Ben Carson faces high stakes at first debate

Ben Carson on Wednesday bought the suit he’ll wear to the first Republican debate.

The Hill gained exclusive access to Carson on a whirlwind morning trip through Washington, where he met with editorial boards, spoke to congressional lawmakers, cleaned out his old office at Johns Hopkins and was fitted for the suit he’ll wear on Aug. 6, when much of the nation will be introduced to him for the first time.

For Carson, the stakes at the debate are higher than most.

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This will be his first-ever political debate. And while the retired neurosurgeon has proven to have a durable base of support in the polls, a CNN/ORC survey released this week found that 48 percent of registered voters don’t even know who he is. He will have the lowest name recognition of anyone on stage.

“I see this as an opportunity,” Carson said from the back of the black Chevrolet Suburban that scooped him up from a meeting on Capitol Hill and whisked him off to Suitsupply in Georgetown, which boasts on Facebook as being “there for people who want to be seen.”

Having gotten flak for controversial remarks in the past, Carson sees next week’s
debate as a way to better manage the message.

“There’s been a lot of negative press about me, and some of the things I’ve said have been distorted,” Carson said. “There’s this narrative that I’m this guy that hates other people. This will give people the opportunity to see who I really am. That’s the reason I’m really looking forward to it.”

Suitsupply opened an hour early on Wednesday so Carson and his small entourage of two advisers and two photographers documenting his campaign could have free rein to try on clothes and break for a Skype interview with the BBC, which Carson sat for in the middle of the showroom.

When the store opened to the public, the shoppers went about their business seemingly unaware that they were in the presence of a presidential candidate. It’s a far cry from the media frenzy surrounding some of the other contenders in the field.

Still, in a short time, Carson has built enough of a following to qualify for the prime time Fox News stage at the first Republican debate.

Only those in the top 10 of polls Fox News deems valid will be a part of that debate, and while it’s not the official decider, the RealClearPolitics (RCP) average of polls shows Carson tied for fifth place nationally, trailing Sen. Marco RubioMarco RubioThe ignored question: What does the future Republican Party look like? Graham to roll out extension of Obama immigration program Trump and Cuba: A murky future MORE (R-Fla.) by less than 1 point.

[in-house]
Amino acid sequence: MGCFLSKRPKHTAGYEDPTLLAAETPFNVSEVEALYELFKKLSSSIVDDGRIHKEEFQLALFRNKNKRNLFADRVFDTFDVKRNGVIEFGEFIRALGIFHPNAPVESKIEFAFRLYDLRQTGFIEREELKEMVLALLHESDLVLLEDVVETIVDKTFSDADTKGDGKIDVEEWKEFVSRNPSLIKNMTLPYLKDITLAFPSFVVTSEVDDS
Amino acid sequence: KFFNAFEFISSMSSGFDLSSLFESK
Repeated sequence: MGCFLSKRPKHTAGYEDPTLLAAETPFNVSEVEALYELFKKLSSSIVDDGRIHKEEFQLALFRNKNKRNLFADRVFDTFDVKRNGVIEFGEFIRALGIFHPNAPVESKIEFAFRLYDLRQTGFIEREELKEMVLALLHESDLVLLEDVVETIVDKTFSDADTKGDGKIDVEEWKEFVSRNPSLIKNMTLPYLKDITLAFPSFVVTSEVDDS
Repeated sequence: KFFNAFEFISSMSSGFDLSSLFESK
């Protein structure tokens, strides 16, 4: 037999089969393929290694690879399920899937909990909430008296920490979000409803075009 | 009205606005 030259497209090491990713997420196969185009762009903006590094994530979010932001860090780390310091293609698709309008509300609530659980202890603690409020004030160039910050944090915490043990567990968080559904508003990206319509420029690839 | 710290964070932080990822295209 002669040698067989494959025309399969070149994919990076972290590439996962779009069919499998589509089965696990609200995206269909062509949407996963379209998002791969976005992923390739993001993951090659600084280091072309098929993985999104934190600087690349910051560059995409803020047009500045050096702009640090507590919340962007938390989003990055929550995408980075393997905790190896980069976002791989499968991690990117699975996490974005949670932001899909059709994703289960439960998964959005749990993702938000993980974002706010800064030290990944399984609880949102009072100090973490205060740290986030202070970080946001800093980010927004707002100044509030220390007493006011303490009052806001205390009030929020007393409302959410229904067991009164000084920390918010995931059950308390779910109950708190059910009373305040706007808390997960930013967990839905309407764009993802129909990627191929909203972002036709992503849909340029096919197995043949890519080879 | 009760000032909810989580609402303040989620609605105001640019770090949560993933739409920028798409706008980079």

Carson has lost some support since rocketing into the top tier of candidates nationally after launching his bid for the White House in May.

Donald TrumpDonald TrumpTrump’s White House is a step backward in racial progress The people have spoken: Legalizing cannabis is good Republican policy White House: Obama has 'no plans' for media career after leaving office MORE’s entrance shook up the race, and both Trump, who leads in RCP’s average, and Florida Gov. Jeb Bush, who is in second, have high name recognition and double-digit poll averages.

But as big an introductory moment as the debate will be for Carson, he’s taking a laissez-faire approach to it. He won’t be doing any dry runs, insisting that the town hall events he’s been holding in early-voting states are all the practice he needs.

And rather than cramming and worrying over the “500 things” the people around him are telling him to remember, Carson says he’s most comfortable falling back on the experiences that got him to this point.

“I’m not going to fill my head full of talking points, because my lifetime has filled my head with talking points,” Carson said. “I’ll just talk about what I truly believe.”

While a half-dozen other candidates are scrambling to make the final cut for the debate, Carson was able to invest in a new suit knowing that his spot is secure. The only downside is that Carson hates shopping for clothes.

As he went in and out of the dressing room, one of Carson’s aides picked up the brown coat the 63-year-old candidate was wearing that day and speculated that it came from the 1980s. Carson’s high-octane business partner and confidante, Armstrong Williams, prodded him into updating his wardrobe for the debate.